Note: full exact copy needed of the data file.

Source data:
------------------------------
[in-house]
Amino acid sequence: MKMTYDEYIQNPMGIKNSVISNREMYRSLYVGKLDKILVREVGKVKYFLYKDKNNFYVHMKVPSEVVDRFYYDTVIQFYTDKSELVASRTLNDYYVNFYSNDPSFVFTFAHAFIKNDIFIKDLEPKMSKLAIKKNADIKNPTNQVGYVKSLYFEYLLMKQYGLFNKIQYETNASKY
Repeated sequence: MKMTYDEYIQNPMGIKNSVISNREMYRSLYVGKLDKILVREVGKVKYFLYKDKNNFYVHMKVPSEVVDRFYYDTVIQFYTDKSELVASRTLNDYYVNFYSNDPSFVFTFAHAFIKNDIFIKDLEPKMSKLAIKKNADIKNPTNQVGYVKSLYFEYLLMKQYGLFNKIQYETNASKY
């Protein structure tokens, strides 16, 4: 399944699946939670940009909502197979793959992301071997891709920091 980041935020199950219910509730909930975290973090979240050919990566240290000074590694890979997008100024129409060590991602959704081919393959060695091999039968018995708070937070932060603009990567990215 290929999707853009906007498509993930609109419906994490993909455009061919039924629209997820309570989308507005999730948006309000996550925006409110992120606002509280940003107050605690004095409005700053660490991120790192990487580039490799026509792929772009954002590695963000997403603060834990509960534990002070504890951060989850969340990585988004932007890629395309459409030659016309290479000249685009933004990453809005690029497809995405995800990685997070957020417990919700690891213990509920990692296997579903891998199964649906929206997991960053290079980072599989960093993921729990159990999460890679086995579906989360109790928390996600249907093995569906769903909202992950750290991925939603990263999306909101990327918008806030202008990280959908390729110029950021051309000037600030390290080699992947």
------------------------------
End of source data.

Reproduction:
[in-house]
Amino acid sequence: MKMTYDEYIQNPMGIKNSVISNREMYRSLYVGKLDKILVREVGKVKYFLYKDKNNFYVHMKVPSEVVDRFYYDTVIQFYTDKSELVASRTLNDYYVNFYSNDPSFVFTFAHAFIKNDIFIKDLEPKMSKLAIKKNADIKNPTNQVGYVKSLYFEYLLMKQYGLFNKIQYETNASKY
Repeated sequence: MKMTYDEYIQNPMGIKNSVISNREMYRSLYVGKLDKILVREVGKVKYFLYKDKNNFYVHMKVPSEVVDRFYYDTVIQFYTDKSELVASRTLNDYYVNFYSNDPSFVFTFAHAFIKNDIFIKDLEPKMSKLAIKKNADIKNPTNQVGYVKSLYFEYLLMKQYGLFNKIQYETNASKY
């Protein structure tokens, strides 16, 4: 399944699946939670940009909502197979793959992301071997891709920091 980041935020199950219910509730909930975290973090979240050919990566240290000074590694890979997008100024129409060590991602959704081919393959060695091999039968018995708070937070932060603009990567990215 290929999707853009906007498509993930609109419906994490993909455009061919039924629209997820309570989308507005999730948006309000996550925006409110992120606002509280940003107050605690004095409005700053660490991120790192990487580039490799026509792929772009954002590695963000997403603060834990509960534990002070504890951060989850969340990585988004932007890629395309459409030659016309290479000249685009933004990453809005690029497809995405995800990685997070957020417990919700690891213990509920990692296997579903891998199964649906929206997991960053290079980072599989960093993921729990159990999460890679086995579906989360109790928390996600249907093995569906769903909202992950750290991925939603990263999306909101990327918008806030202008990280959908390729110029950021051309000037600030390290080699992947």